By: Alan T. Shuckrow and Alexis M. Wheeler
On October 26, 2018, The Commonwealth Court handed down another opinion in a recent line of case law developing oil and gas land use and environmental regulation in Pennsylvania, Frederick v. Allegheny Township. Allegheny Township is an en banc decision penned by President Judge Leavitt, with Judges McCullough and Ceisler authoring dissenting opinions. Allegheny Township involves an ordinance permitting oil and gas development as a “use by right” in all zoning districts in the Westmoreland County Township.
In 2014, landowners appealed a zoning permit issued to a gas company for an unconventional gas well in an Agricultural/Residential Zoning District of the Township. Approval under the ordinance was subject to a number of conditions, including the issuance of a DEP permit and meeting state-imposed setbacks under the Oil and Gas Act, which was partially enjoined under Robinson Township II. The objectors argued that the gas well use was incompatible with the underlying district and that their rights under the Environmental Rights Amendment (ERA) of the Pennsylvania Constitution, as proximate land owners in a residential district, were infringed by the “industrial” nature of the well.
The objectors also argued that, under the PA Supreme Court’s recent ruling in PDEF II,  the Township had an affirmative duty to prevent environmental degradation within its boundaries. The gas company argued that the property, as private land, was not part of the corpus of the public trust for which the Commonwealth (and its municipalities) acts as trustee.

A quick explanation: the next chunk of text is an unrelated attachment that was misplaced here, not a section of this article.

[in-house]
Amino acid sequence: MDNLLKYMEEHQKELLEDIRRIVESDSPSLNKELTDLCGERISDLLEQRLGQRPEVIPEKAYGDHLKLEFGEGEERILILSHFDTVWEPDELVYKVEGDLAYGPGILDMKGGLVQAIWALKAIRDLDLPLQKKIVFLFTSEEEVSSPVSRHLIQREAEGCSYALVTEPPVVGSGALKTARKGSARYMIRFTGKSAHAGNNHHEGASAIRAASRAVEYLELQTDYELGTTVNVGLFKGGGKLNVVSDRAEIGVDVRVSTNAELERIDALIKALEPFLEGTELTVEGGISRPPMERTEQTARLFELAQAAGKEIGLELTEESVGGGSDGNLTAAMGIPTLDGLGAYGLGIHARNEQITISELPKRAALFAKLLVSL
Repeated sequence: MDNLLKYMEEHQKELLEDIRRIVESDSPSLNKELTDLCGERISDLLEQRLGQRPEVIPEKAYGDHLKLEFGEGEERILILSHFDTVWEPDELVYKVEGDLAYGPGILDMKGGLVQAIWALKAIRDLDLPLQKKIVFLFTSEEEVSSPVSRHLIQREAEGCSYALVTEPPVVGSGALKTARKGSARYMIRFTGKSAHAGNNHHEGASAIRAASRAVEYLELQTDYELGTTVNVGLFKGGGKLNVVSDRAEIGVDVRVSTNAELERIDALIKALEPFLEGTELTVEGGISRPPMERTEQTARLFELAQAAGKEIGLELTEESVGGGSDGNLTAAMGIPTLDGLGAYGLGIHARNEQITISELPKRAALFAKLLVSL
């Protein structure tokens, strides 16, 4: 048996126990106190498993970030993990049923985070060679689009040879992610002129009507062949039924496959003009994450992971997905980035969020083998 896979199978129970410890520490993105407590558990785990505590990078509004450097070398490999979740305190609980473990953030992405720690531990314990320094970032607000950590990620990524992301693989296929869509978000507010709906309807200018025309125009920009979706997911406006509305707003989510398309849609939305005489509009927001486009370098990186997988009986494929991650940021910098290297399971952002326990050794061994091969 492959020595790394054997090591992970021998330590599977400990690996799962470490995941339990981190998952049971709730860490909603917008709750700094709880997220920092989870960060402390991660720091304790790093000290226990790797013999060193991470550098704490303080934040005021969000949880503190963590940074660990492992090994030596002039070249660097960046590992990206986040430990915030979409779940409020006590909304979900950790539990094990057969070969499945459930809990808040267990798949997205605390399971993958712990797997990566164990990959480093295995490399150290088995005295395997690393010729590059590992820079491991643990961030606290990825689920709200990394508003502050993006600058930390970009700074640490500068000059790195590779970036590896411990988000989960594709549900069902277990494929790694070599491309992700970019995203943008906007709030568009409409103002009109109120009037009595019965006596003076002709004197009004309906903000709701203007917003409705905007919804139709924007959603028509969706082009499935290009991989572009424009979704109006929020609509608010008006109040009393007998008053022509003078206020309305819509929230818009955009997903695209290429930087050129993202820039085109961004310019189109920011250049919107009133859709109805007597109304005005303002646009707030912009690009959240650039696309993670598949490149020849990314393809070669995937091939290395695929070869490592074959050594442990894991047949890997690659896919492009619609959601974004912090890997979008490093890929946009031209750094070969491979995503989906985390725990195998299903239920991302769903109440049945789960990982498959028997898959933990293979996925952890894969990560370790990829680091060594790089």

In reaching its decision, the Commonwealth Court emphasized that oil and gas operations provided for the “livelihood and way for life” for many property owners in the Township’s residential and agricultural districts.  The court found that the objector’s “affirmative duty” argument would create regulations duplicative of existing laws in the Commonwealth. Therefore, objectors’ concerns for the potential harm to the environment would have been properly addressed with the state agency that (DEP) issued the operating permit to the gas company.
In the end, the Commonwealth Court concluded that it must “presume that the Township’s Board of Supervisors ‘investigated the question and ascertained what is best for…the good of the people’” when it enacted the ordinance. Further, “that oil and gas drilling is authorized in every zoning district in the Township does not mean that it will take place everywhere.” The court noted that the setback provisions set forth in the Oil and Gas Act remain in effect. To this end, the court held that where a zoning ordinance regulates where oil and gas drilling is to take place, and not how it is to take place, the regulation will be upheld unless it is clearly arbitrary or unreasonable.
The two dissenting opinions from Judges McCullough and Ceisler are strongly worded and set the stage for the Supreme Court to potentially accept this case. For now, municipalities should carefully review the Allegheny Township decision but be on the lookout to see what the Supreme Court does with this case.
 — A.3d —-, 2018 WL 5303462 (Pa. Commw. Ct. 2018).
 83 A.3d 901 (Pa. 2013).
 161 A.3d 911 (Pa. 2017).
 The court cited Robinson Township II for the proposition that “development promoting the economic well-being of the citizenry obviously is a legitimate state interest.”
 Citing Khan v. State Board of Auctioneer Examiners, 842 A.2d 936, 947 (Pa. 2004).